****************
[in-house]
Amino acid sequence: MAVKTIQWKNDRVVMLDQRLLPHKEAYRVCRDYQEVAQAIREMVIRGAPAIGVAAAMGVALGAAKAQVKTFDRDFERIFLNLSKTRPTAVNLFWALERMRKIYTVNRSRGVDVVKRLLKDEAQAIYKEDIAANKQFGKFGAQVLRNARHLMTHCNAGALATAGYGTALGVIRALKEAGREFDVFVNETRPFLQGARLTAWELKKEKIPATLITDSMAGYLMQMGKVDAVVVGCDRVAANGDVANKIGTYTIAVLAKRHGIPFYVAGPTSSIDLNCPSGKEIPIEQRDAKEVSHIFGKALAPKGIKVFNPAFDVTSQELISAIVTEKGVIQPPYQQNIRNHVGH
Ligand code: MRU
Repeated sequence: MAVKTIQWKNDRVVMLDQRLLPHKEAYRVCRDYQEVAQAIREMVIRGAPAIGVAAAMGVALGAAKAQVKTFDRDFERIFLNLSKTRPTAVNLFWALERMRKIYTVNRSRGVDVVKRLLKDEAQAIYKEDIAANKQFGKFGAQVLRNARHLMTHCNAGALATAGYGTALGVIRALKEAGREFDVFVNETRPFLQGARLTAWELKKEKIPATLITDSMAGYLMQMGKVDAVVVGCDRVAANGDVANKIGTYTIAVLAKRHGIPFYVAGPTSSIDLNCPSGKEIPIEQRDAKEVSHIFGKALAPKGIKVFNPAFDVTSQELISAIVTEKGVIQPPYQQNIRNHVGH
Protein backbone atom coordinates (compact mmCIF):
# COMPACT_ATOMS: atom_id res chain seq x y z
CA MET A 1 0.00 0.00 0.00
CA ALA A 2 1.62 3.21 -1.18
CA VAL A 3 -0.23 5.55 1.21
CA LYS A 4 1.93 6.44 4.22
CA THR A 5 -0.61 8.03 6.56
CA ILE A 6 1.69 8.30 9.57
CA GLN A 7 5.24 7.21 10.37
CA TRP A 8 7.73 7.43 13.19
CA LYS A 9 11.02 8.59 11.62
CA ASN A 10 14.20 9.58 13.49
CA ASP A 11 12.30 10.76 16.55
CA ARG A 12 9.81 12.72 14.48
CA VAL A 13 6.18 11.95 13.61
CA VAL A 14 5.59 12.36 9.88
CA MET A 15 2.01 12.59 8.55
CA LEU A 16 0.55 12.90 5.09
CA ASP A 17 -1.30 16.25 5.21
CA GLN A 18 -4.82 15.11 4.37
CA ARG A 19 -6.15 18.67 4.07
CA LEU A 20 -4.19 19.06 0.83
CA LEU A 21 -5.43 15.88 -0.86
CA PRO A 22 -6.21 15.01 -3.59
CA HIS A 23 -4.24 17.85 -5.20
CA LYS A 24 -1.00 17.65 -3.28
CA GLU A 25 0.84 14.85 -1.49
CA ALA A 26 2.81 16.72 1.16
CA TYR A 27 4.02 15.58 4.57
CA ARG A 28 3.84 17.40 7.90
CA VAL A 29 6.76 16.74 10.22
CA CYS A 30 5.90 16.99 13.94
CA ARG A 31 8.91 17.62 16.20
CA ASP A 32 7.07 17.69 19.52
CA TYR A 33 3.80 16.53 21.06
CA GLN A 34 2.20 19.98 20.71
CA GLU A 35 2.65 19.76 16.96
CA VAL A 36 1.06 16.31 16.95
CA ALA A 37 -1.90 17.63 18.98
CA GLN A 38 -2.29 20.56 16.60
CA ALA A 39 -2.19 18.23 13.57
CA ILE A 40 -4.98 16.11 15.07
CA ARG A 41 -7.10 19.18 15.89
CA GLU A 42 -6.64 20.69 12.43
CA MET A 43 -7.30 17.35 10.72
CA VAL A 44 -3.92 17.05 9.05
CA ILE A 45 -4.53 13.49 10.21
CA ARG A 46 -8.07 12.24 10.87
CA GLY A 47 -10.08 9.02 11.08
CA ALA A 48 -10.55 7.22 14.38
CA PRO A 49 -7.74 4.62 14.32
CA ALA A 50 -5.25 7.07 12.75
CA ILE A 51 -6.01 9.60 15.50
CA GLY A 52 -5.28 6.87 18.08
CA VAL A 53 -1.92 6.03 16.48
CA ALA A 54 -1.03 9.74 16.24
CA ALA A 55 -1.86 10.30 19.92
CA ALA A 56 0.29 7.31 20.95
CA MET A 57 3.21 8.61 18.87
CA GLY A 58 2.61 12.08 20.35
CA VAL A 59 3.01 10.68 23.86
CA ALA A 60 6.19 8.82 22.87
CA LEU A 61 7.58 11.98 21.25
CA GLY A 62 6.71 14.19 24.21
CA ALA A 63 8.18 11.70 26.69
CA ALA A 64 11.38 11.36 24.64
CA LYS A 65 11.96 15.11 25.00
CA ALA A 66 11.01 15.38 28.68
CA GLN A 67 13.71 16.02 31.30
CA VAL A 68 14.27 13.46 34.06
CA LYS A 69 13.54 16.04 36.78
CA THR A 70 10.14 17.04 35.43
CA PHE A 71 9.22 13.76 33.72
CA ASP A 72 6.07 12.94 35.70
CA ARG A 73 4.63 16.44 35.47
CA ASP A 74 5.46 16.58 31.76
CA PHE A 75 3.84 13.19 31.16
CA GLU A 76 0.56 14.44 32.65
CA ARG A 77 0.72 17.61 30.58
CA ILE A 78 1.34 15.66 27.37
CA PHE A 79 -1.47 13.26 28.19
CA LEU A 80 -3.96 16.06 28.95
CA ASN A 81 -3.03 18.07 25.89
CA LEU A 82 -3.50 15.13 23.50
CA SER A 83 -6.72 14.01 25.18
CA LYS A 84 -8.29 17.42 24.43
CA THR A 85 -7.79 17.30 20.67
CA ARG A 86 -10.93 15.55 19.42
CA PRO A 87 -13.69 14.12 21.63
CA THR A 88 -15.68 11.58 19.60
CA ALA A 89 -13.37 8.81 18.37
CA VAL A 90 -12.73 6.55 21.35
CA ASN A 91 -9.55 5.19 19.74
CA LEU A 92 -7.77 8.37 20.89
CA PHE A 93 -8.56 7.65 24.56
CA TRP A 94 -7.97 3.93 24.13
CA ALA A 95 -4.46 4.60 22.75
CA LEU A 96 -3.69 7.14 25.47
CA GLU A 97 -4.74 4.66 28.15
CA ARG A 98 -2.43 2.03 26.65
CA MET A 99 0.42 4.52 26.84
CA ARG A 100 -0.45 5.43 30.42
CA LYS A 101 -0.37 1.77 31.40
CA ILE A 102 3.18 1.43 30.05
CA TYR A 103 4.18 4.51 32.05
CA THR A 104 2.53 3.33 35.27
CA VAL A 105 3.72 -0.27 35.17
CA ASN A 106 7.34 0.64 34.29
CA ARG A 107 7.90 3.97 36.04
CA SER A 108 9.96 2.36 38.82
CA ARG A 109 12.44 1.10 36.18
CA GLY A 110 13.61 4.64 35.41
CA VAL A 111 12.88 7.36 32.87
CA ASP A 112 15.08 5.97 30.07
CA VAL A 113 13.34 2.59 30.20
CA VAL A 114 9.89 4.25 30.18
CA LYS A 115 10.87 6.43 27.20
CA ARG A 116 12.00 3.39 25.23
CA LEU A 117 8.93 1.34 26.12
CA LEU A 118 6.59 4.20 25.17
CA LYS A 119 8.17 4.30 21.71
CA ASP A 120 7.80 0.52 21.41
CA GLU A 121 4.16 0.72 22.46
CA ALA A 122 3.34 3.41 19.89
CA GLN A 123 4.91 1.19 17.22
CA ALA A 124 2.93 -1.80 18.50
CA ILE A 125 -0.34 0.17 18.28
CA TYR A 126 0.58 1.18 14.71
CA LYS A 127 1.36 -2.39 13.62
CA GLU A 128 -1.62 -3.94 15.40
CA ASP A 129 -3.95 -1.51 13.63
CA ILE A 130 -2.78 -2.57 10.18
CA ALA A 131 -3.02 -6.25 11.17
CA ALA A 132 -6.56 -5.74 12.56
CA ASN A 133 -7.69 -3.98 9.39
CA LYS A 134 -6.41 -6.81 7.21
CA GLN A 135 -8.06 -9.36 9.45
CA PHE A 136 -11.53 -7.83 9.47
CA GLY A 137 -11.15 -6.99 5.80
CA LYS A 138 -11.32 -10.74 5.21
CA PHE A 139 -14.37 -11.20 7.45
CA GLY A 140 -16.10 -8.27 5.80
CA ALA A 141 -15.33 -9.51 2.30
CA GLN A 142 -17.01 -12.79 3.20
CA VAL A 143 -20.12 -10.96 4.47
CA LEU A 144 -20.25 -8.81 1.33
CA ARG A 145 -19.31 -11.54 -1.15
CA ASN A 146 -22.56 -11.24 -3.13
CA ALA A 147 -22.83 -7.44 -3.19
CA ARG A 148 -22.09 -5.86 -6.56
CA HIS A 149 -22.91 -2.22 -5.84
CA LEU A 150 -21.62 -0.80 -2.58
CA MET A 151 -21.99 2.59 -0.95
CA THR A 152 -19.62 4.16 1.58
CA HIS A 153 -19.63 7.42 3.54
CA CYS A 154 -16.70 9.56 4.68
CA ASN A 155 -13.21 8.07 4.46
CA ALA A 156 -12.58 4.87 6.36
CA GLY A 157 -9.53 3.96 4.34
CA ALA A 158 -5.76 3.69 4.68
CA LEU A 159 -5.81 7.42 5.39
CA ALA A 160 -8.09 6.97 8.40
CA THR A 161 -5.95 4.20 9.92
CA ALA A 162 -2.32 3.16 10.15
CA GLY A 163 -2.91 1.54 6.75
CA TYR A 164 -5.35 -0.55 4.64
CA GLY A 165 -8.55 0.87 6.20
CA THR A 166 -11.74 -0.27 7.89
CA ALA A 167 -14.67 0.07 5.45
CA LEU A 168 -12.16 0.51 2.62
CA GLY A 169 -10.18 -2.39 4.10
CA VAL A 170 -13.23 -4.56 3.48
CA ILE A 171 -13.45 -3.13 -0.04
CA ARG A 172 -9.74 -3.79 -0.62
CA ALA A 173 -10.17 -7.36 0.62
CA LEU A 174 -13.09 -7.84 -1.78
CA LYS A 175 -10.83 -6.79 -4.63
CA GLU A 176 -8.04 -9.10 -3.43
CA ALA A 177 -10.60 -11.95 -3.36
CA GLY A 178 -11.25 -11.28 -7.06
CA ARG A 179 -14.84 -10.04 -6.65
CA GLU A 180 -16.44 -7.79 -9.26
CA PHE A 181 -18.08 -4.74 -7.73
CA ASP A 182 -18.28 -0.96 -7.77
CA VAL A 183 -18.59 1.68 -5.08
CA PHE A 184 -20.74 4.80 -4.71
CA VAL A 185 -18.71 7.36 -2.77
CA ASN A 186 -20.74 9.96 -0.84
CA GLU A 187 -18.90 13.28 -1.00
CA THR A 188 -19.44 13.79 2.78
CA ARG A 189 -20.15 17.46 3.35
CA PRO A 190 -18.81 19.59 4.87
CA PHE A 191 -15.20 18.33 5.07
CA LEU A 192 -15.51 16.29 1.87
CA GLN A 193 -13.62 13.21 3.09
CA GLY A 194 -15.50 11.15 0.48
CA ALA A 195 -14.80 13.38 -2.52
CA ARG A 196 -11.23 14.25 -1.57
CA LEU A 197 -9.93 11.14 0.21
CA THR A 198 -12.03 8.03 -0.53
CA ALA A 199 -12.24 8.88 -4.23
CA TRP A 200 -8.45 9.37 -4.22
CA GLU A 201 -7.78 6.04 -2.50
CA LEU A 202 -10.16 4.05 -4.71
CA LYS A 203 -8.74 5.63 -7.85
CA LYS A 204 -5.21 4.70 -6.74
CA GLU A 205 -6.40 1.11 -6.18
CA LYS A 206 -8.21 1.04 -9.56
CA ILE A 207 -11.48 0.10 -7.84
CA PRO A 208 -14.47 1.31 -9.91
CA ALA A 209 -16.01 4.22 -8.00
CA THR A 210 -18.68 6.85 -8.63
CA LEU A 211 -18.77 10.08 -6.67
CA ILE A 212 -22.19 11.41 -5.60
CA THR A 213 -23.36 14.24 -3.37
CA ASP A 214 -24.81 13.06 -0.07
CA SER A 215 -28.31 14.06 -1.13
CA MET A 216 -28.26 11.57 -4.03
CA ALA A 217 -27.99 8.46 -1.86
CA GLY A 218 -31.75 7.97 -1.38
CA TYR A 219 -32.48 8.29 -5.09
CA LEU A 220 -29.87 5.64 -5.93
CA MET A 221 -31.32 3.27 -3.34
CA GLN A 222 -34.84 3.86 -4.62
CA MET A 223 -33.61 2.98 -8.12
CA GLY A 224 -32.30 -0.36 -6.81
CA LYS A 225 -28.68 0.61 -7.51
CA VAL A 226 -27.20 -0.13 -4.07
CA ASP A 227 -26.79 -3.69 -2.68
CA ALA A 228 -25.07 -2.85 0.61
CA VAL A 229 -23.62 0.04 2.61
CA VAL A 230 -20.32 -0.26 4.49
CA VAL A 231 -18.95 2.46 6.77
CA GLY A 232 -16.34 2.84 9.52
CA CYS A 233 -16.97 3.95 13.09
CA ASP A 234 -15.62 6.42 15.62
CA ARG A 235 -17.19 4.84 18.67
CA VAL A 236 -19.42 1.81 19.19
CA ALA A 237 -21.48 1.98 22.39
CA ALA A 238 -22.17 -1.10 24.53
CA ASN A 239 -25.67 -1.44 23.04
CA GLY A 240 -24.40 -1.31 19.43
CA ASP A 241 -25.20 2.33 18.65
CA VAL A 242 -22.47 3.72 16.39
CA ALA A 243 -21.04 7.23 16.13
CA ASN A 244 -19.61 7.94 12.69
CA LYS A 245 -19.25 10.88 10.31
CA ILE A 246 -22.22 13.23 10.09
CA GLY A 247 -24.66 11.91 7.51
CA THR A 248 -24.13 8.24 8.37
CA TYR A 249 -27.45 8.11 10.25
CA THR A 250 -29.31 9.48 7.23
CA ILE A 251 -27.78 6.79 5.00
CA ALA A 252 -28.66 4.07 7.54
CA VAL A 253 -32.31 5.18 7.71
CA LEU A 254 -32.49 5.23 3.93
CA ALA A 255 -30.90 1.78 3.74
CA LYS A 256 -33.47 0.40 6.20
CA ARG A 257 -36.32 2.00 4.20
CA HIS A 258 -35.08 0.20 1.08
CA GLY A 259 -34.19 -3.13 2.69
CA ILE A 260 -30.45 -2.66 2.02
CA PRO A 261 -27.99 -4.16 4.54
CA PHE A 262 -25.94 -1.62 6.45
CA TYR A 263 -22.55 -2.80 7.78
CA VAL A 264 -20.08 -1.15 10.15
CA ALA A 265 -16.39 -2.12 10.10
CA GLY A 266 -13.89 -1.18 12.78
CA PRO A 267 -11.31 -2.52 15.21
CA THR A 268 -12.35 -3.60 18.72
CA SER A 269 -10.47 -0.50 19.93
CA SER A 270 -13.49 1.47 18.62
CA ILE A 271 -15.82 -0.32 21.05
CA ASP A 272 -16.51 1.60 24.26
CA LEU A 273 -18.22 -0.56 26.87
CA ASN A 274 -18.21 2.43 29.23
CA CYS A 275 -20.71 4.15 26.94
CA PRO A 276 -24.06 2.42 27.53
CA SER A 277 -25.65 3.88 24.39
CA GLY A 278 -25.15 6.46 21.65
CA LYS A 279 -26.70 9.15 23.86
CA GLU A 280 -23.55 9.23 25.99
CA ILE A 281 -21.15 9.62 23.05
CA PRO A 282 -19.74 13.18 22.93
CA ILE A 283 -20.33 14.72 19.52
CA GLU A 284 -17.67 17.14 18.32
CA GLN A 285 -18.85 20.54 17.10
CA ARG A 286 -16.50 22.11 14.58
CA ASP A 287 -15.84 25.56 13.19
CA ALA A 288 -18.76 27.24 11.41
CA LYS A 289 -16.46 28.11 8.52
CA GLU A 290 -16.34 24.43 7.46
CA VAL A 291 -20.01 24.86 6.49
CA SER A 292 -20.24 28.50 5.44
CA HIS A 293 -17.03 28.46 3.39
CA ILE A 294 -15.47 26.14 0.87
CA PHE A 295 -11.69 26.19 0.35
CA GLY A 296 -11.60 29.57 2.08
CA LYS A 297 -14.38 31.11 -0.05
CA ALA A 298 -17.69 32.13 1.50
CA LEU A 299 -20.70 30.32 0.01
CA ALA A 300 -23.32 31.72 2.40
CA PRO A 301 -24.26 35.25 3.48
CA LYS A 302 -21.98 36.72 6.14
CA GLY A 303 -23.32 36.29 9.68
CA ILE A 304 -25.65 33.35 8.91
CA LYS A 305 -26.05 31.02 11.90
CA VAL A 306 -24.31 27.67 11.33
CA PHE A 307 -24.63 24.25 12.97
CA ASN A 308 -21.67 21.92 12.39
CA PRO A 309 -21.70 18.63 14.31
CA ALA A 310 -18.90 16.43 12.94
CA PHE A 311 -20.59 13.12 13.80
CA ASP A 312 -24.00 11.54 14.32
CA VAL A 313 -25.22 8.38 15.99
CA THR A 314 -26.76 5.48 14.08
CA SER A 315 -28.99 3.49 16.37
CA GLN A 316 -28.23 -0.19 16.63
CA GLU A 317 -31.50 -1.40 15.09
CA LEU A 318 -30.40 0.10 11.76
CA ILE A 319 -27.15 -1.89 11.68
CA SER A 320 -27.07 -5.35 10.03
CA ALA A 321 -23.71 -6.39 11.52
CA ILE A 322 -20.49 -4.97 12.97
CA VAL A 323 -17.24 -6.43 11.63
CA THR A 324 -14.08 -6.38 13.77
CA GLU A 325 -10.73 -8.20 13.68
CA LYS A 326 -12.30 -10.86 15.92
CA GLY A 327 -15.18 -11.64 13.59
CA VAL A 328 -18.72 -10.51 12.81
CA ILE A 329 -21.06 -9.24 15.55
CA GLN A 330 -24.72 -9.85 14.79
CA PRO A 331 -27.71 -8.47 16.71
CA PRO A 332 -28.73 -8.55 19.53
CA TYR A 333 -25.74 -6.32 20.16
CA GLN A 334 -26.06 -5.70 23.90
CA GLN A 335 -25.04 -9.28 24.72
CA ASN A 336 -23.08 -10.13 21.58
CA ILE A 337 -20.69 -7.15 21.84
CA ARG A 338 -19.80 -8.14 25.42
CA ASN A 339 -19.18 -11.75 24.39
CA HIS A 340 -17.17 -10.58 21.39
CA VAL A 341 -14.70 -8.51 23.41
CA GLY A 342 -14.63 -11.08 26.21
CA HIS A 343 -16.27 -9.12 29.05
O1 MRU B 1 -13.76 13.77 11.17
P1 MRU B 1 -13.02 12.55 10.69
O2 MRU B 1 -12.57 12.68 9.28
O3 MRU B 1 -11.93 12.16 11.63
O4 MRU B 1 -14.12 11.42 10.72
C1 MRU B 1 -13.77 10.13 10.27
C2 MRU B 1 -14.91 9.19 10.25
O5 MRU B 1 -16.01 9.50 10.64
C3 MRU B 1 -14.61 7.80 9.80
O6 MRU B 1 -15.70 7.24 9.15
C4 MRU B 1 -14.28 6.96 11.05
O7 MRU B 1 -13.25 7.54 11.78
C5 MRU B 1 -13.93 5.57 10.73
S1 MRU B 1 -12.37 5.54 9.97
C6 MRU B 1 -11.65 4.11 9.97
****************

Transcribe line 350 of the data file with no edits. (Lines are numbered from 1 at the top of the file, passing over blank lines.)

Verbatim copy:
O1 MRU B 1 -13.76 13.77 11.17